Lynch

(redirected from lyncher)
Also found in: Dictionary, Thesaurus, Encyclopedia.

Lynch

(linch),
Henry T., 20th-century U.S. oncologist. See: Lynch syndrome.
References in periodicals archive ?
Lyncher era una persona cercana a la familia, dado que una prima de Joana trabajaba para el como nana.
If one wants to prevent the stoning, rather than trigger it, it makes sense to focus the attention of the potential lynchers on that last obstacle in the path of contagious lynching.
The tree's witness is here aligned with white identity in taking on the guilt of the lyncher.
The Cress-Color Confrontation theory goes on to explain why it was necessary to lynch and castrate so many Black males because the lynchers subconsciously or consciously understood that melanin expands from the penis.
Some read, "Your hands are full of blood," "Thou Shalt Not Kill," "Mothers, do lynchers go to heaven?
His early novel The Lynchers begins with a collage of quotations, records, and eyewitness accounts; Philadelphia Fire centers on the move bombing of 1985; The Cattle Killing ranges from plague-ridden Philadelphia in 1793 to the Xhosa homelands in South Africa.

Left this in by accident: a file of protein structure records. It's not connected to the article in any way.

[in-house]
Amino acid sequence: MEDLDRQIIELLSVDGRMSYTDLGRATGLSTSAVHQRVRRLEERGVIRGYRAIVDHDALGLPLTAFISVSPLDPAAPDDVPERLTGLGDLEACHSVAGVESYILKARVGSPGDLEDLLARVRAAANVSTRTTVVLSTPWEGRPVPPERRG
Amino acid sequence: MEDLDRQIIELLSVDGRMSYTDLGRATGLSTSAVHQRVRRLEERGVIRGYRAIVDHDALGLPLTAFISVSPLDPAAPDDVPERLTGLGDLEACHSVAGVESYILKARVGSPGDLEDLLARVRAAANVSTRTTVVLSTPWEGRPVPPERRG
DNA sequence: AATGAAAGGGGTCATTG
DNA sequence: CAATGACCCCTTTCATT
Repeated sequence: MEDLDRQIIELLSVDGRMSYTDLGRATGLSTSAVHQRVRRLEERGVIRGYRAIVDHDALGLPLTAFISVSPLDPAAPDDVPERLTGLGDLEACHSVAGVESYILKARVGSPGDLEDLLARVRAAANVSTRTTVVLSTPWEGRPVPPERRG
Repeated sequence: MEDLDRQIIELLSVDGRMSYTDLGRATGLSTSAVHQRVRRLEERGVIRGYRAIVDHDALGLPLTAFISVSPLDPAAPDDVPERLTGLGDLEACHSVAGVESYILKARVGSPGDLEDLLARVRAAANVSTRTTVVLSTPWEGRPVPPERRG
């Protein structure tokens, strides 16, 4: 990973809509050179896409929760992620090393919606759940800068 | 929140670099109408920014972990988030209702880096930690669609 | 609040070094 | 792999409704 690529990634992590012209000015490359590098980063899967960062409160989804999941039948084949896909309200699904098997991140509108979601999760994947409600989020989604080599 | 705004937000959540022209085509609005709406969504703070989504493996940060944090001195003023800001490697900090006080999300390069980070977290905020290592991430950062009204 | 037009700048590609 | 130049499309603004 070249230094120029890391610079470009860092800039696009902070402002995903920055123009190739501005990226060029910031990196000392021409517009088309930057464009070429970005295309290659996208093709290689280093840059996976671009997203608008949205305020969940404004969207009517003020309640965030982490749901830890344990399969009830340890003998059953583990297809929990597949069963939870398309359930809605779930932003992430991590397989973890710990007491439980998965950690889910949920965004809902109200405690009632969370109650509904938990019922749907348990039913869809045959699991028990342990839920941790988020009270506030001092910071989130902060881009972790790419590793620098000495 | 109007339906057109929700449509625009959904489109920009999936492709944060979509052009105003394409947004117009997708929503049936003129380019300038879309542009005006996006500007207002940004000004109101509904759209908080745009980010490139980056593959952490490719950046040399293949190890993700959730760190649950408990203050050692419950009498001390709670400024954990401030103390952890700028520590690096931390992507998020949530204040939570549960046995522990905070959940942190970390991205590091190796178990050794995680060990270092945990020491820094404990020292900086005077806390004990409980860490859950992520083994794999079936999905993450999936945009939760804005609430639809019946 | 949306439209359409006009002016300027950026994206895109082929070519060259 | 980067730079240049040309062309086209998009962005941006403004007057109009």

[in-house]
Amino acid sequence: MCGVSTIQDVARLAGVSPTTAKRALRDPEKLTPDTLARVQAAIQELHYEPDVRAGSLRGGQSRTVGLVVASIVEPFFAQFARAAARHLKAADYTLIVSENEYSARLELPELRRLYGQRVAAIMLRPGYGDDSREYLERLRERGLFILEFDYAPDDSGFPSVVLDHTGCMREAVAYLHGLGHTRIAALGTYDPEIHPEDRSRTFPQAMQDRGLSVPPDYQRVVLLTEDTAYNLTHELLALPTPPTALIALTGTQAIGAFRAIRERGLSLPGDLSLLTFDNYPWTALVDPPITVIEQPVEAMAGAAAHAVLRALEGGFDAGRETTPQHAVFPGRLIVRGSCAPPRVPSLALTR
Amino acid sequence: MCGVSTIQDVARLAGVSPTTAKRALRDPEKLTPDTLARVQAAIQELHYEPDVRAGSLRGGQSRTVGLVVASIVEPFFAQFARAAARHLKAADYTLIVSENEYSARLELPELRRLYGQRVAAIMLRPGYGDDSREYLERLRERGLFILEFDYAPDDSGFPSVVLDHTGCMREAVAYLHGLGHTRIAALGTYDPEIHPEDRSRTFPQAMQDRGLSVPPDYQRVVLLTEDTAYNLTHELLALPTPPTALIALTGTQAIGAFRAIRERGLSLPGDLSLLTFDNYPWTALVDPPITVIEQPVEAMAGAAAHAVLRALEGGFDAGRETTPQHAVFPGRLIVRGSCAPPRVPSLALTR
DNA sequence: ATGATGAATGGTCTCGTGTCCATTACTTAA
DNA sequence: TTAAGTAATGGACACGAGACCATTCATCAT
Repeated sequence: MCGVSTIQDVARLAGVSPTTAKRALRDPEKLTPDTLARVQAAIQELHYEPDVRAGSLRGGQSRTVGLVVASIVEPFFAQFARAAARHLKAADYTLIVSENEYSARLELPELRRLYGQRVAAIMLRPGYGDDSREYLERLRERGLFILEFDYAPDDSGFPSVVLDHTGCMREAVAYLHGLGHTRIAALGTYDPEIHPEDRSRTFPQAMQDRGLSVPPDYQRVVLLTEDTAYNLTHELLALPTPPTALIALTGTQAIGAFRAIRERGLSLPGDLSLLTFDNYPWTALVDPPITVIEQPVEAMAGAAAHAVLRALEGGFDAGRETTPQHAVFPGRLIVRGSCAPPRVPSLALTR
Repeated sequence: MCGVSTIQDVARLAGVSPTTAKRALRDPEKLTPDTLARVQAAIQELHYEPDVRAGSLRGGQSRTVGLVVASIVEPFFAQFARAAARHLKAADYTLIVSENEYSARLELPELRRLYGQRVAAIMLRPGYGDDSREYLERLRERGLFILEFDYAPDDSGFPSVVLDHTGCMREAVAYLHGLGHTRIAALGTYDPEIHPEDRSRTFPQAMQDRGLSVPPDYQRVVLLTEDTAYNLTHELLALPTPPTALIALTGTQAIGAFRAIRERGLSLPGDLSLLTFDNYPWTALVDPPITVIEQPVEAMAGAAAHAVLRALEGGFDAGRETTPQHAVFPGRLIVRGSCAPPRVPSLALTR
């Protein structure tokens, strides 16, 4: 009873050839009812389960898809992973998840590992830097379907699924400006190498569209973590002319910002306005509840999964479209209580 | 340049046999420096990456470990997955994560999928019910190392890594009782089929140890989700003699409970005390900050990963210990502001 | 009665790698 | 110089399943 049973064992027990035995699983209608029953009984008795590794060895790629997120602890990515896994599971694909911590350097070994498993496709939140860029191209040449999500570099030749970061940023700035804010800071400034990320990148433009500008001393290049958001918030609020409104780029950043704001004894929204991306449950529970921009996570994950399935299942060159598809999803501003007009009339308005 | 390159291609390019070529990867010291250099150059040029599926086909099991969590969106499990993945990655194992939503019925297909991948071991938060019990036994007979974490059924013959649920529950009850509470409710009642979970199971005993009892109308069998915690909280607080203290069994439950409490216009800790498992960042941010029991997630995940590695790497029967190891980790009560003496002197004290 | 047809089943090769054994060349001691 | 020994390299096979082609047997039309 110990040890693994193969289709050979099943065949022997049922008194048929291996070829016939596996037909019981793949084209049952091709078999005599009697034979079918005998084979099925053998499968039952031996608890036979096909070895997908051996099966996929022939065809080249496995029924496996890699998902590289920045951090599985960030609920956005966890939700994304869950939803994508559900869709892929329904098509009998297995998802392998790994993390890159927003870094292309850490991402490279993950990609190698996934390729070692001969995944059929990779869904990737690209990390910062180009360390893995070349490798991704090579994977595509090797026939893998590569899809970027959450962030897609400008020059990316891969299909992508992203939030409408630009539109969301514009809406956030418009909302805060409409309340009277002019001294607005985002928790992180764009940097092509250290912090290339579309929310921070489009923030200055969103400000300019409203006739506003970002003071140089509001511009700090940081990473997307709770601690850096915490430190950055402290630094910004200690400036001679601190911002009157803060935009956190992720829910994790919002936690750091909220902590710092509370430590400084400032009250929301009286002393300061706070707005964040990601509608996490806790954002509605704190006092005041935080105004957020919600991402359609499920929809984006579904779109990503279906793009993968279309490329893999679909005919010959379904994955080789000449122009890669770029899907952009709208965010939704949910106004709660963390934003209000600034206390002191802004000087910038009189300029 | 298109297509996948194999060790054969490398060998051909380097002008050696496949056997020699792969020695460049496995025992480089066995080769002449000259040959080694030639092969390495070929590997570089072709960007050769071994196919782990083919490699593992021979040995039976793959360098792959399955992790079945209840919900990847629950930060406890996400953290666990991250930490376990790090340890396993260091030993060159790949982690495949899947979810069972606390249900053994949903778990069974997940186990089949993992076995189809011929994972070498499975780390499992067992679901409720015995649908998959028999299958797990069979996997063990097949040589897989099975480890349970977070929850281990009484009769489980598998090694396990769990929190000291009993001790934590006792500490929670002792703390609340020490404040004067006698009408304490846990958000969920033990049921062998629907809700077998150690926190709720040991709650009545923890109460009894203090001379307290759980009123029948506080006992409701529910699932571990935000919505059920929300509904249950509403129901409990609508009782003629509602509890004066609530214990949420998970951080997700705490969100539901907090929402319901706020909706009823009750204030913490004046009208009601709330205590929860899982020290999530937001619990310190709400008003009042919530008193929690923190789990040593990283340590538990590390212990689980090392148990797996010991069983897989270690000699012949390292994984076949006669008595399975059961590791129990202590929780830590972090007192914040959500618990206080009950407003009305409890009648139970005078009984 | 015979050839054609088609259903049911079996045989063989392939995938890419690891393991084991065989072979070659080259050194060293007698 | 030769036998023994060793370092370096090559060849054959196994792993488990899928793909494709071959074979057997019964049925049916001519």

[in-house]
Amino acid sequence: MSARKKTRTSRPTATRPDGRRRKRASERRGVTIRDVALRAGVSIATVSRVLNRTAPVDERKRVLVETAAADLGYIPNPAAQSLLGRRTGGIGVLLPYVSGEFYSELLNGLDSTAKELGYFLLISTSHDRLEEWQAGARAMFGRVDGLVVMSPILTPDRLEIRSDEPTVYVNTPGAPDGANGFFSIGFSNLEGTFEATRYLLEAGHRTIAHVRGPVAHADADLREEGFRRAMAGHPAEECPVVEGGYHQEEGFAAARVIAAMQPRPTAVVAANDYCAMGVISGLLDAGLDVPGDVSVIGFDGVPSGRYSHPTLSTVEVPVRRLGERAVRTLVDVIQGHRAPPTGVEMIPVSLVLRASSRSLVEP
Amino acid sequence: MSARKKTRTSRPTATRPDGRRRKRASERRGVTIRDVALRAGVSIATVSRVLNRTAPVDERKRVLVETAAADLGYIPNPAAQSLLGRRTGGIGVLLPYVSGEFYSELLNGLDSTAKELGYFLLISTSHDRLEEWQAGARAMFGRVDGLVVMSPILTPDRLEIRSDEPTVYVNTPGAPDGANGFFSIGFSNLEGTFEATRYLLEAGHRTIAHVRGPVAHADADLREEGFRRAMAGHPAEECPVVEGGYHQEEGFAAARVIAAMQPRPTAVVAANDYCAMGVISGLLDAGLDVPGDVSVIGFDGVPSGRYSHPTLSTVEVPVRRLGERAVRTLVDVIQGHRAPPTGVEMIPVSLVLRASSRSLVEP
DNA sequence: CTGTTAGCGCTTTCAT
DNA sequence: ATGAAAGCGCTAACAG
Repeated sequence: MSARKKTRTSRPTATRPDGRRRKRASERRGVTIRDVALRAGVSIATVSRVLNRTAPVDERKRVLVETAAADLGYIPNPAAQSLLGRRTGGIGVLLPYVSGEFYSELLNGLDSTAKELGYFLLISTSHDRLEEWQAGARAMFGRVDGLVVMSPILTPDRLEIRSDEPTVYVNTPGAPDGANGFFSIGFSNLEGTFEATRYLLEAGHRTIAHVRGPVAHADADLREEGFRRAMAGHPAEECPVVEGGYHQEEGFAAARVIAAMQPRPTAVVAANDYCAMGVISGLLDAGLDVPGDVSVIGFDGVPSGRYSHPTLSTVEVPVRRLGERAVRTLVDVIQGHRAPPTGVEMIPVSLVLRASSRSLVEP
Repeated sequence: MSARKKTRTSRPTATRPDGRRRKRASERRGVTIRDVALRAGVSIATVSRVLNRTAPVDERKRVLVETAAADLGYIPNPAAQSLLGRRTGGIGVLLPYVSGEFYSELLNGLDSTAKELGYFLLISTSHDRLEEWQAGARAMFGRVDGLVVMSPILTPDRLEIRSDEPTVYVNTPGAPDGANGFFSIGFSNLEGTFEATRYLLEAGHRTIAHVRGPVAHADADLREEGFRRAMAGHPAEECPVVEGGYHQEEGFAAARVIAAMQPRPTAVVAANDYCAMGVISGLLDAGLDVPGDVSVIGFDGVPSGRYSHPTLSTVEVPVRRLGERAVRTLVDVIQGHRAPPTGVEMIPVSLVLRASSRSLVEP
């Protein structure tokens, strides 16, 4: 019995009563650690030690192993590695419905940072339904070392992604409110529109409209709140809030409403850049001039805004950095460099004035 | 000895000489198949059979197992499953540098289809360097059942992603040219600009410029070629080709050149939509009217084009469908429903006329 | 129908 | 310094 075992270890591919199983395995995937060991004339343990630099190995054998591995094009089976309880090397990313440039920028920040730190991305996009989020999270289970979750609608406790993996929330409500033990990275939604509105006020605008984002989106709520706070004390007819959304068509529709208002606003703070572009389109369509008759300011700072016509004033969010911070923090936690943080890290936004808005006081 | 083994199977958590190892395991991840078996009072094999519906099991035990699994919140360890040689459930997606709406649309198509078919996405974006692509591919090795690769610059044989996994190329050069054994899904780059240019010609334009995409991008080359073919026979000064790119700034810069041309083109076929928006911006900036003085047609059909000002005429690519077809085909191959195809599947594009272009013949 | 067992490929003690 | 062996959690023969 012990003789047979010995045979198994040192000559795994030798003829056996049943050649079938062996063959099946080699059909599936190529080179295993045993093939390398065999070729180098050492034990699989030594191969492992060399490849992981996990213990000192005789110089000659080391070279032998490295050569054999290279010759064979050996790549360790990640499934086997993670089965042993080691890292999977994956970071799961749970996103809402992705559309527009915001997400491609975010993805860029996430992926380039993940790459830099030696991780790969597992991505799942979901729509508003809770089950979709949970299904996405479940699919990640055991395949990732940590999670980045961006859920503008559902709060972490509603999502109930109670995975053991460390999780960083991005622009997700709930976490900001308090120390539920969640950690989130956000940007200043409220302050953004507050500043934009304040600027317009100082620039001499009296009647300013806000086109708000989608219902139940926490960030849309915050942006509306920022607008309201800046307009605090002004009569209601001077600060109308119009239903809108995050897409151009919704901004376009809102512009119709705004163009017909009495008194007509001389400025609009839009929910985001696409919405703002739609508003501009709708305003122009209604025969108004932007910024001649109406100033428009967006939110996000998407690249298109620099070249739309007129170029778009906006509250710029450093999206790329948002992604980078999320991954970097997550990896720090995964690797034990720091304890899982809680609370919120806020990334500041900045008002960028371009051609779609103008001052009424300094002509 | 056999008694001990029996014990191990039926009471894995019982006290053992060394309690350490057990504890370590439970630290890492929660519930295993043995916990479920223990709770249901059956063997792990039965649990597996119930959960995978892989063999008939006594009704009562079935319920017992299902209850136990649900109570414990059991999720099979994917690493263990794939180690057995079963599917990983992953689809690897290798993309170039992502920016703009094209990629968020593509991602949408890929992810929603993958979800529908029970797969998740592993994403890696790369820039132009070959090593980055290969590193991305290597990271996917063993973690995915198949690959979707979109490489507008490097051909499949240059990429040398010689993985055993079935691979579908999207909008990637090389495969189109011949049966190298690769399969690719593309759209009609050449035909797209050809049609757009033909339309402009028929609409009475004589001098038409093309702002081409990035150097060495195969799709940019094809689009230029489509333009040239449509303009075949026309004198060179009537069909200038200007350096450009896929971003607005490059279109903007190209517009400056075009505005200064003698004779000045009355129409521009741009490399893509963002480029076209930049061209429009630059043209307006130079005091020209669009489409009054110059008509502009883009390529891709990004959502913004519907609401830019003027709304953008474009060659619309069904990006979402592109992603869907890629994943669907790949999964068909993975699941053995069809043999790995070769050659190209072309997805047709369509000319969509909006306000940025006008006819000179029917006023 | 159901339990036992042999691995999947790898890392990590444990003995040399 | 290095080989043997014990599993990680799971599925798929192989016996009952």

As a society we will continue to fight all avengers and lynchers, as we did in this case.
In "Pantaloon in Black," Rider's body is put to use by the lynchers as a warning to the black community.
body as he stands among his lynchers "taller and calm like
When the exhibition first opened in New York City in 2000, the historian Grace Elizabeth Hale reviewed it for the Journal of American History, suggesting that "viewers [are] left with an exhibit that is too close to the spectacle created by the lynchers themselves" and demanding that curators contex-tualize these images with writings by African American authors that resisted the images' associations of blackness with victimization (993).
In the same discussion, he remarks as well that "patriotism, nationalism, even bigotry and repression were all clothed in the rhetoric of liberty," a point with significance for contemporary historians of anti-abolitionist mobs, lynchers, and rightwing populist forms such as the neoliberal Tea Party.